Expediency and Honor

The term “expedient” is sometimes translated as an action considered to be  convenient and practical despite possibly being improper or immoral.  We have seen many instances of  expediency in American foreign policy.  Most recently, we may to be seeing it in Syria.  President Trump has said that he is pulling American military personnel out of that country.  Perhaps this is a good decision (I am not informed on all the pros and cons), but what will happen to the Kurds, our long-time and most reliable allies in the fight against Islamic extremists in Iraq and Syria?  There is a very real danger that Turkey will use our withdrawal as an opportunity to attack and destroy the Kurds.  It is also possible that Trump will decide to withdraw American troops from Afghanistan and Iraq.  What will happen to those pro-American Afghans and Iraquis who allied themselves with us and depend on our support?  By the way, even as I acknowledge my insufficient knowledge of the facts, I am inclined to oppose Trump’s proposal to withdraw from Syria.

Let us examine two historical examples of somewhat similar expedient actions by the United States government.  Perhaps the actions were correct in the circumstances, but I believe that most will agree that there was a certain loss of honor.

In 1801 the United States entered into hostilities with Tripoli.  Tripoli had been raiding American shipping and declared war on the United States when we refused to continue paying them a tribute (protection money).  Naval actions ensued over several years with mixed results, but the turning point of the war came in May 1805.  Ex-consul and former Army captain William Eaton and Marine Corps Lieutenant Presley O’Bannon led a force of eight marines (remember “Shores of Tripoli” from the Marine hymn?) and five hundred mercenaries across the desert from Egypt and captured the Tripolitan city of Derna.  The Americans had joined cause with Hamet Karamanli, elder brother of the Bashaw of Tripoli, and promised to restore him as leader of Tripoli.

Faced with possible defeat and overthrow, Yusuf Karamanli signed a treaty ending hostilities.  Not only did we abandon Hamet, we paid his brother the Bashaw $60,000 for the return of American prisoners.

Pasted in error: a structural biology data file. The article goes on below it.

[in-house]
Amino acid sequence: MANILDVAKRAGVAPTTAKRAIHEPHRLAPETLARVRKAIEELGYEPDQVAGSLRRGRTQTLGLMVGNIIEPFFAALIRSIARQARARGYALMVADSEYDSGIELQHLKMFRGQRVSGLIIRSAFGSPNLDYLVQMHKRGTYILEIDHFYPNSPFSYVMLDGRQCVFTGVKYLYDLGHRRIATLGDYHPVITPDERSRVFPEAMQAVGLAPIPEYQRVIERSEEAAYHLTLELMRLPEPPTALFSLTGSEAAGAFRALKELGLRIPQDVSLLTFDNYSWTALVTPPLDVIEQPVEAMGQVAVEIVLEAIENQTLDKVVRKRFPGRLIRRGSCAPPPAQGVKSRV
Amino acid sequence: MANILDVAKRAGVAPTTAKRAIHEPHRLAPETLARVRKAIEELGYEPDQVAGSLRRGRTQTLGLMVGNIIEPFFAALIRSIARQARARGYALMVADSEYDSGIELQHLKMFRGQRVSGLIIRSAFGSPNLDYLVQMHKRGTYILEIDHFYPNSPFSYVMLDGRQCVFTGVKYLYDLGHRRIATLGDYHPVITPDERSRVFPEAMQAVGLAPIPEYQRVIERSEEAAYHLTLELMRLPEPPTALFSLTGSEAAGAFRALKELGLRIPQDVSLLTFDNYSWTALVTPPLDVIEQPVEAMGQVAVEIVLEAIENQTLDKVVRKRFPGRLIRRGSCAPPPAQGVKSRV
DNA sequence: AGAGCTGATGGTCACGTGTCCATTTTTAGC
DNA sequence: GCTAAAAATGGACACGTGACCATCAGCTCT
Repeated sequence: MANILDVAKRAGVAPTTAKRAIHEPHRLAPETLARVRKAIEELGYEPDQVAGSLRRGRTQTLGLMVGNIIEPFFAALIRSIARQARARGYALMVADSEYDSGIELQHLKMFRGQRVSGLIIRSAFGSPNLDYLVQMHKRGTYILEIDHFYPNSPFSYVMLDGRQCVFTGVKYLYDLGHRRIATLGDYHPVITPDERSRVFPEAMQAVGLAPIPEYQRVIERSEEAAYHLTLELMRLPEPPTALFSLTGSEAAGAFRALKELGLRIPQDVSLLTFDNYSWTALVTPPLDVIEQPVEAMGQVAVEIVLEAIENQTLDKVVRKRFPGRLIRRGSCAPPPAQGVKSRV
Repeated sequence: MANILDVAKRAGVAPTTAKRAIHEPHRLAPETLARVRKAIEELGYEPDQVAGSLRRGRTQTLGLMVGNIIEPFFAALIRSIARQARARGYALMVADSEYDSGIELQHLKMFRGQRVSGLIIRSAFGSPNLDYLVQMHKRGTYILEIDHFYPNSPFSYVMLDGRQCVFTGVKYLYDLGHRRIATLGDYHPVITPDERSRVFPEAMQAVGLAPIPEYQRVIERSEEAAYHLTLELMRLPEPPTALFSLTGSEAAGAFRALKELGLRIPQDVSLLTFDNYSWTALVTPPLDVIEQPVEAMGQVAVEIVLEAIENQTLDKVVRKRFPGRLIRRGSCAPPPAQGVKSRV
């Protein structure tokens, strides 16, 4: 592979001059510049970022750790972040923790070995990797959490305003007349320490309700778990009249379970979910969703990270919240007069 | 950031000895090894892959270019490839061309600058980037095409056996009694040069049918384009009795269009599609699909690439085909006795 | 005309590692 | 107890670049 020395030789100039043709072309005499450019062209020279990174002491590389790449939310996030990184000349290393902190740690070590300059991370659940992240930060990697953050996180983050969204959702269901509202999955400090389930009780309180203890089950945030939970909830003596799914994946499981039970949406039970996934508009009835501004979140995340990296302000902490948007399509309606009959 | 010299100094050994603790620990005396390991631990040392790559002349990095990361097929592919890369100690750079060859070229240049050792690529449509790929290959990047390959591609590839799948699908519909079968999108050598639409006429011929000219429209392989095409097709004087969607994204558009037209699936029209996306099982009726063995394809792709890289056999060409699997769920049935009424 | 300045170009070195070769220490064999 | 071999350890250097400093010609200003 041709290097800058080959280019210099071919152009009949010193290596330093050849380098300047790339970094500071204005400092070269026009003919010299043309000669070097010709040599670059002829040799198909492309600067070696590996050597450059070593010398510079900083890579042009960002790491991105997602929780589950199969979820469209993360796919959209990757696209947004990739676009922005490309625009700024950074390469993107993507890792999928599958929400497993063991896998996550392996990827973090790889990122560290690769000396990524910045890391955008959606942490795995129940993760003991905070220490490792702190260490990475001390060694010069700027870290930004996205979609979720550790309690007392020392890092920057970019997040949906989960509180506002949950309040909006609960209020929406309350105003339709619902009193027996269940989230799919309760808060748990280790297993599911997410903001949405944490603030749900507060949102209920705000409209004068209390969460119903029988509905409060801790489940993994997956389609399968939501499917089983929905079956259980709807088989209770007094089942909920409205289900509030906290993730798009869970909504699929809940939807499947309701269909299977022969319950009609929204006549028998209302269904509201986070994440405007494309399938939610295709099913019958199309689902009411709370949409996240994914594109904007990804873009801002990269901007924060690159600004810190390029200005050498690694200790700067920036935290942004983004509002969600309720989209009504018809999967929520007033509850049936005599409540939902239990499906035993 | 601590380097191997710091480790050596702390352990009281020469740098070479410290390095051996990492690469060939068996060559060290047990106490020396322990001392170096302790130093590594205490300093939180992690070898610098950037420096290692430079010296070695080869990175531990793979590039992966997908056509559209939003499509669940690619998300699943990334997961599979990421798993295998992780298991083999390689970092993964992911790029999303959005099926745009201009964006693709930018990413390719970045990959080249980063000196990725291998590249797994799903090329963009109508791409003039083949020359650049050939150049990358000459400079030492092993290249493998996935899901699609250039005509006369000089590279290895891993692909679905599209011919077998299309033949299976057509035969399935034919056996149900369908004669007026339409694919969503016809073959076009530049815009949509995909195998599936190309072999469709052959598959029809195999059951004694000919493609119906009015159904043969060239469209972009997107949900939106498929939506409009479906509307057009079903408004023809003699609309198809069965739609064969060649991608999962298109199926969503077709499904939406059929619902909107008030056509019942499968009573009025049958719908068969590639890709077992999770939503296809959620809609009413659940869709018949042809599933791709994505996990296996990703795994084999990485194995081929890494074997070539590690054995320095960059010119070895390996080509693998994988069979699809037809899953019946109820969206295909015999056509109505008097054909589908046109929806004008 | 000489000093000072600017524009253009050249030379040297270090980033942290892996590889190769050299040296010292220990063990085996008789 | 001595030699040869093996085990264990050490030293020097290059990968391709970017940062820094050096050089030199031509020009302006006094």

Eaton complained bitterly, but expediency carried the day.

The United States became deeply involved in South Vietnam in the early 1960s.  First it was a support and training role, but as pressure from North Vietnam increased there was more and more involvement by American fighting forces.  President Johnson stated our unequivocal support in no uncertain terms, and close bonds were established between American troops and our South Vietnamese allies.  Unfortunately, it was an ugly, unpopular war, and the tide of public opinion had turned definitely against it by early 1968.  With the election of Richard Nixon in November 1968, the mantra was no longer “victory” but “peace with honor.”  In honest terms, this meant turning the actual ground fighting over to the South Vietnamese military and getting out of the country as soon as possible. It was a long and difficult process. At the same time, an intense aerial bombardment was initiated to force North Vietnam to the negotiating table.

Vietnamese peace accords were signed in January 1973, but some fighting continued.  Nevertheless, American involvement in actual combat ended in August 1973.  Less than two years later, after Nixon’s resignation, the North Vietnamese violated the peace agreement and began a full assault against South Vietnam.  The South Vietnamese army collapsed quickly, and we did little to help them. Political opinion in the United States would not support any re-involvement by the American military, and with the fall of Saigon in April 1975 the war was finally over.  The scars on the American body politic remain, and those South Vietnamese allies who fought beside us paid a heavy price for their loyalty.  Many lost their lives.  Many more spent years in brutal re-indoctrination camps.

Expediency had triumphed once more in 1975.

One word of warning.  Anyone who cooperates with the United States should always remember that we are a fickle and sometimes unreliable ally.  Presidents who make promises may be voted out of office.  A war party may be replaced by a peace party.  In the final analysis, the somewhat nebulous concept of national honor matters not so much, and national self-interest usually wins out.

 

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